It arguably just matched its rivals again in features, but it refined them with upgrades like multiple recording slots. That way, players could switch between one setup and the other to practice against without re-recording one combo or another. Or switching to one side of the screen or the other to practice 1P/2P position play by holding left or right while pressing Reset. Little as they are, these improvements go a long way.
The Killer Instinct games were cult classics but, like Mortal Kombat, they weren’t exactly seen as A-tier fighters. It was all about the blood, comedy fatalities, and ULLLTRRAAA COMMMMBOOOOOSSSSSSS!!! The 2013 reboot by Double Helix, later run by Iron Galaxy, shifted gears from that by making combo-building, defense, and counters a more in-depth process. This meant it also needed a more in-depth Training Mode too.
Input displays, dummy actions, recording, etc., were there as standard. Players could choose whether their dummy performs (c-c-c) Combo Breakers or not to test how well they can lock them out or (c-c-c) Counter Breaker them. It offers frame data and damage info, alongside combo states to show what counts as an overhead or not, etc. There’s also an extra difficulty setting exclusive to Training Mode that's the hardest in the game. It's simply called "Kyle," after the AI designer, and will put KI masters through their paces.
Sector-K’s indie sci-fi fighter is currently in early access, despite being worked on since 2017. So it’s technically not fully complete. There are only 8 characters available, with 2 more on the way, and only the Apple Arcade version has a Survival mode. But it still has the usual Arcade Mode, local & online VS modes with GGPO, and what they describe as “a robust training mode.” Which it certainly is.
Aside from quality-of-life options like quick character and costume selection, it has a recording mode for creating setups to work around. There are also save/load states to create or shift to different setups, and a display that includes juggle listings as well as damage. There’s even an option to boot the game instantly into Training Mode. For an early access game, it's got more options than many of its contemporaries.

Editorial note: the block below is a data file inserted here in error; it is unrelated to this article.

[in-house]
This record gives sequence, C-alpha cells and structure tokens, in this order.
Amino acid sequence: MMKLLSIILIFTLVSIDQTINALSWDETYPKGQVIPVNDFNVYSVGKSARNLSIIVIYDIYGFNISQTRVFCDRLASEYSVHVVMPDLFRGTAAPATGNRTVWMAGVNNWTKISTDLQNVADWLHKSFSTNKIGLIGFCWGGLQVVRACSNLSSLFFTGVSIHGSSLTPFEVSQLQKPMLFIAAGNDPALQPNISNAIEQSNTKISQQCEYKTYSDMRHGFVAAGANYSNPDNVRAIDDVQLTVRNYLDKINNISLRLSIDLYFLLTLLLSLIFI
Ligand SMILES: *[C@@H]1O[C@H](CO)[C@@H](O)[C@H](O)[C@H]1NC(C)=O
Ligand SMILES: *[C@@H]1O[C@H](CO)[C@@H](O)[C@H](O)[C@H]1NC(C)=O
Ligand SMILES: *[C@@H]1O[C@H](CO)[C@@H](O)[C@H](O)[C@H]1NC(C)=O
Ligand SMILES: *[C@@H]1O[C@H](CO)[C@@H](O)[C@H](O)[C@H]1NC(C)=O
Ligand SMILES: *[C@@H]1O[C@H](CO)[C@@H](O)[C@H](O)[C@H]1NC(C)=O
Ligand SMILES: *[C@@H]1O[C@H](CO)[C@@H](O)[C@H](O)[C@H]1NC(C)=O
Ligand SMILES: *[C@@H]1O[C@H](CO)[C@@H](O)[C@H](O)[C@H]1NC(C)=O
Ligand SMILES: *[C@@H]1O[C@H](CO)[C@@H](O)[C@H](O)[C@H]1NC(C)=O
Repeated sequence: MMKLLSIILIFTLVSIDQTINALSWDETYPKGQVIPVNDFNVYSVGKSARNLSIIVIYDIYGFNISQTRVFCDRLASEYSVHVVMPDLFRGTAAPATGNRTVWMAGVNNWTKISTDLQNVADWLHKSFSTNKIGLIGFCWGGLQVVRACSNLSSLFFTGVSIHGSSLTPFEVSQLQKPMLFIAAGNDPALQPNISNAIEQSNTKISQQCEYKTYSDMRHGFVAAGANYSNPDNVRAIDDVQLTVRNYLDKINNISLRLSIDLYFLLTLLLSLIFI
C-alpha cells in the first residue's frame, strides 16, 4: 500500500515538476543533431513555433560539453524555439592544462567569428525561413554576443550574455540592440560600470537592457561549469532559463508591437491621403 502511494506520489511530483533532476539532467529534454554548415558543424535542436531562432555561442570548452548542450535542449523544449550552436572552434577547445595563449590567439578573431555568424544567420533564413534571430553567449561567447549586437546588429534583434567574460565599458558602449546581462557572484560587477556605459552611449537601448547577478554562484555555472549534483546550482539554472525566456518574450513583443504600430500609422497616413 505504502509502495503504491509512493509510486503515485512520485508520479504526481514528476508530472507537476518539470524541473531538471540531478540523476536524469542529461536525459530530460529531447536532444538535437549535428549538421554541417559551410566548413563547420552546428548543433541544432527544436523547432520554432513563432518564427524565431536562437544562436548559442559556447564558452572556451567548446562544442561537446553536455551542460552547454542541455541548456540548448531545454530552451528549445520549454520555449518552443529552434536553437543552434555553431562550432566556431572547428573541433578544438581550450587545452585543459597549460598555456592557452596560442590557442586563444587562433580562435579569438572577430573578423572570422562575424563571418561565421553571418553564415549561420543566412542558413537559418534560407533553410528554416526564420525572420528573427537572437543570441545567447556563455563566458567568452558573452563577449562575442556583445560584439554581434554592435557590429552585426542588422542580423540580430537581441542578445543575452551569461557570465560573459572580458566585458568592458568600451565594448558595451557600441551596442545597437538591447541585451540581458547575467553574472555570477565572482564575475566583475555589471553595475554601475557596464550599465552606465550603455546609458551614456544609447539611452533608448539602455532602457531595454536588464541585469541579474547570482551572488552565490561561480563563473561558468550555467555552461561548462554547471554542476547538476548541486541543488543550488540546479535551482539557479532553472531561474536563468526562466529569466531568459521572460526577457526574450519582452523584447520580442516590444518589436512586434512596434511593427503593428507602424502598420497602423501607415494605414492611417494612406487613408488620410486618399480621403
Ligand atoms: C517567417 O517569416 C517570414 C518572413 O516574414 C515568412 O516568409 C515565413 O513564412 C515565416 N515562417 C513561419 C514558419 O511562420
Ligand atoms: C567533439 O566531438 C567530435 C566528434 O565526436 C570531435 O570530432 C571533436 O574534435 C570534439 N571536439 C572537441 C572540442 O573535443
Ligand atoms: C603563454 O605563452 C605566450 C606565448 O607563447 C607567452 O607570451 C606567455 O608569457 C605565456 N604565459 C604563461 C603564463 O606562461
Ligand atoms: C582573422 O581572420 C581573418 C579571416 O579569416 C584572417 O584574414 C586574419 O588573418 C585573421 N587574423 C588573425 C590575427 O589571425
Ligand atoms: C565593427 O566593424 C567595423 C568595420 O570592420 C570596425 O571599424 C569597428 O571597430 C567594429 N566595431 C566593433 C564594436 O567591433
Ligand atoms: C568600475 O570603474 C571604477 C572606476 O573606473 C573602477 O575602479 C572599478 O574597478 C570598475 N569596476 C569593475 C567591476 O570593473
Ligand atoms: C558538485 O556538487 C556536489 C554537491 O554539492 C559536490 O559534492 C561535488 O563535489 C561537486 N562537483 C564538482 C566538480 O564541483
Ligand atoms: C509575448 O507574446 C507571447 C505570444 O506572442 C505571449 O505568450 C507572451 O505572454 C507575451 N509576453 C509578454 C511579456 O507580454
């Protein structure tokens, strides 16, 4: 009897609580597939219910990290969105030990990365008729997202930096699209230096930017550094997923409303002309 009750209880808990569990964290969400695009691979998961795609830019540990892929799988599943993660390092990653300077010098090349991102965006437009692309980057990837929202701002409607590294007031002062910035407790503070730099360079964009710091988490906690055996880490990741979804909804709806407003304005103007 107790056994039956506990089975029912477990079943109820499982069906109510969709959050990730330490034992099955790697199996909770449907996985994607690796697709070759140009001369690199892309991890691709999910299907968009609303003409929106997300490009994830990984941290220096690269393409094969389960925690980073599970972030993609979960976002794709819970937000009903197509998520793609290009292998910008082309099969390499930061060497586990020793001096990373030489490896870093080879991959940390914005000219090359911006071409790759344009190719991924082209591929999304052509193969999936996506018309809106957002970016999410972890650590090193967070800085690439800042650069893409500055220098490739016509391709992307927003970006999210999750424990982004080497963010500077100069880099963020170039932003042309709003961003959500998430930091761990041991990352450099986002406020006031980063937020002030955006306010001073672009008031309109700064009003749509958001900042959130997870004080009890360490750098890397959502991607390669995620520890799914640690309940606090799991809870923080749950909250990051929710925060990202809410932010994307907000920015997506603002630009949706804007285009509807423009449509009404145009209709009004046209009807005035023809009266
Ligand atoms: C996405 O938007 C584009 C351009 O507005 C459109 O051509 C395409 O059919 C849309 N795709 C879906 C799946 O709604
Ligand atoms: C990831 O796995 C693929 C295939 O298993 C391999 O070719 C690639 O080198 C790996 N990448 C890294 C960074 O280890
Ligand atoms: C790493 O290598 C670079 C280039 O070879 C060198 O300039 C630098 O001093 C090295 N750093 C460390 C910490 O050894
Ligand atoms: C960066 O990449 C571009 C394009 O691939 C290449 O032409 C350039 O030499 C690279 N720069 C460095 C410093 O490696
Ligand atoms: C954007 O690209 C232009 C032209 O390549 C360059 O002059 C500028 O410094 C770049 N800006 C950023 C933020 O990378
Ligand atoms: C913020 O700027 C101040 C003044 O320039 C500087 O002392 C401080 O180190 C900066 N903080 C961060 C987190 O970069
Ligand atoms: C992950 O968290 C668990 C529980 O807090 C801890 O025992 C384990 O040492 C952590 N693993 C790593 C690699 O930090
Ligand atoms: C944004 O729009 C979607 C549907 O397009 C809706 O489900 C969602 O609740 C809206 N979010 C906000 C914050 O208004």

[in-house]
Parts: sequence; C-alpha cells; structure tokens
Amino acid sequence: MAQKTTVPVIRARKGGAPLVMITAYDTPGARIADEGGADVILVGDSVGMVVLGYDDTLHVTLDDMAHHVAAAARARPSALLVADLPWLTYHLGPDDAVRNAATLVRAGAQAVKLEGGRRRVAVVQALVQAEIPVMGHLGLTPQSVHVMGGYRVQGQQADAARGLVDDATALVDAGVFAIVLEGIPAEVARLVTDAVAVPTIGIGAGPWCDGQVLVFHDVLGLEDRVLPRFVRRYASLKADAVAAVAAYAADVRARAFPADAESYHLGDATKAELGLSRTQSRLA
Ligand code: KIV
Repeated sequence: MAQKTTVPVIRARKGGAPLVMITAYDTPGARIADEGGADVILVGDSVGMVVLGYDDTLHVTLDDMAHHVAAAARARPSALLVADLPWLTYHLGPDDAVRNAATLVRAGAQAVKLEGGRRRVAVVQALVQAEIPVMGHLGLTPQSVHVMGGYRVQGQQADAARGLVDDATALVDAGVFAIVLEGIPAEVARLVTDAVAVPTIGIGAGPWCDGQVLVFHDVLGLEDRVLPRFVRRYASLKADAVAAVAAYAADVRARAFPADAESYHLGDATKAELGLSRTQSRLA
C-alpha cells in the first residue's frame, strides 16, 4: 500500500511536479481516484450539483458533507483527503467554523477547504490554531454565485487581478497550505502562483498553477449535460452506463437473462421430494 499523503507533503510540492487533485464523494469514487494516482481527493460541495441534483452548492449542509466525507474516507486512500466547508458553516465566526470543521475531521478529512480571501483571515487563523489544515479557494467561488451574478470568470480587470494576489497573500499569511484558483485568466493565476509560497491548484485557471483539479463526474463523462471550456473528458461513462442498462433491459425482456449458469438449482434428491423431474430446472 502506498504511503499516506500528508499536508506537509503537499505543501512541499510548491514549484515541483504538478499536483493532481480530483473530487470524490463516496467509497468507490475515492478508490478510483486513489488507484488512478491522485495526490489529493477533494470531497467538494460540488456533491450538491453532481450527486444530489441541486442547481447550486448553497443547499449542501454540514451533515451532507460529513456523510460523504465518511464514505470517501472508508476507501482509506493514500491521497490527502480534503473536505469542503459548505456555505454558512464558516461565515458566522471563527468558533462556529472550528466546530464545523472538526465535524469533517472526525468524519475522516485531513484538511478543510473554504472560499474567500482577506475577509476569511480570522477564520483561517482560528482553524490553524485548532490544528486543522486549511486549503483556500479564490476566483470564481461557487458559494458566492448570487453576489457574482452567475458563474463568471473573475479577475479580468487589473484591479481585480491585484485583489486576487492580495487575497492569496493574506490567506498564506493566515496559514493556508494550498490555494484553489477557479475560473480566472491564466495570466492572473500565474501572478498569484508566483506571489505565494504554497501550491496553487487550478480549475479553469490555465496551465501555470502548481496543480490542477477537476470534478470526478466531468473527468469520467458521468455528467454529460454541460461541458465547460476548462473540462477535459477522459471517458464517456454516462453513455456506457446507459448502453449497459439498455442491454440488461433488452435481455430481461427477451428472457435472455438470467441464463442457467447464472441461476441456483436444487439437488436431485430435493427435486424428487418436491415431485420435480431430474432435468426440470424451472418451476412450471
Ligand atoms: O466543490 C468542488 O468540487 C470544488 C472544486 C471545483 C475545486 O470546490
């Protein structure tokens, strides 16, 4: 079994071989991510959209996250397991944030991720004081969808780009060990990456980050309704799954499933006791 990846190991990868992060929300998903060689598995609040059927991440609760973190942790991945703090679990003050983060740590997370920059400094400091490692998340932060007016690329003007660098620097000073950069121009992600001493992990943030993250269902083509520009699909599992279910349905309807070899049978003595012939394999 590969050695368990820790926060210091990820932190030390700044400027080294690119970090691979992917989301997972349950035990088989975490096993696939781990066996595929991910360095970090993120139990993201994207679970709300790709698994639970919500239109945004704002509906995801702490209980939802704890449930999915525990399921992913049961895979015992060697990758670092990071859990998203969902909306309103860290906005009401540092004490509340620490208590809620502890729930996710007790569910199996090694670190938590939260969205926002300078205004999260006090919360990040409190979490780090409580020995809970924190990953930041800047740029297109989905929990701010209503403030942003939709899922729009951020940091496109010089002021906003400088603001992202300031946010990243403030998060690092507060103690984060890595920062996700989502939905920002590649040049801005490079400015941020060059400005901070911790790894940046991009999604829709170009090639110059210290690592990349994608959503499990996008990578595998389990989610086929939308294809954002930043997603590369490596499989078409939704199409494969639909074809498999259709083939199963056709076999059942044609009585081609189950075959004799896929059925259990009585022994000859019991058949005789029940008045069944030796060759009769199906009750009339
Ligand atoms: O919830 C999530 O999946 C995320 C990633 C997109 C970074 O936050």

Skullgirls has one of the best training modes around, if not THE best. It beats out its more established rivals at any rate. There's a nifty tutorial mode à la VF4: Evo that will help newcomers with the ins and outs of its gameplay. While the regular training mode offers Save/Load states like Punch Planet, extensive Dummy Settings, and hitbox viewing to show a move’s true reach and vulnerabilities.
Players can enable frame data by setting the Attack Data option to advanced, so it displays without needing to pause the game like in Mortal Kombat 11, or pay money for it like in Tekken 7. They can also enable hitstun displays, show crossups, edit health and meters, record in multiple slots, and more. It’s hard to think of a game that does the mode better, but there is one that matches it.
Yes. Really. The former My Little Pony fan game turned indie fighting game shares a lot of features present in Skullgirls. It may have simpler controls, but its training mode is just as broad. Save/load states, adjustable meters, dummy settings, hitbox viewing, and frame data are all present and correct here for keen players to get to grips with. But it has a few unique tricks up its sleeve.
Players can adjust the timing on super combos to help them get to grips with the commands. There’s a recording mode, which players can use to make their own combo trials to challenge themselves or their friends. Just record the combo, save it, then upload it to the web for others to download. Most games stick to their set trials, but this allows players to share their creativity on top of their skill. It makes high-level play feel less sterile.
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David Heath is a List Writer specialising in video games, movies, TV shows, and the occasional anime. They have written for CrypticRock.com under the name Day Heath for 5 years, and like to play fighting games and draw pictures in their spare time.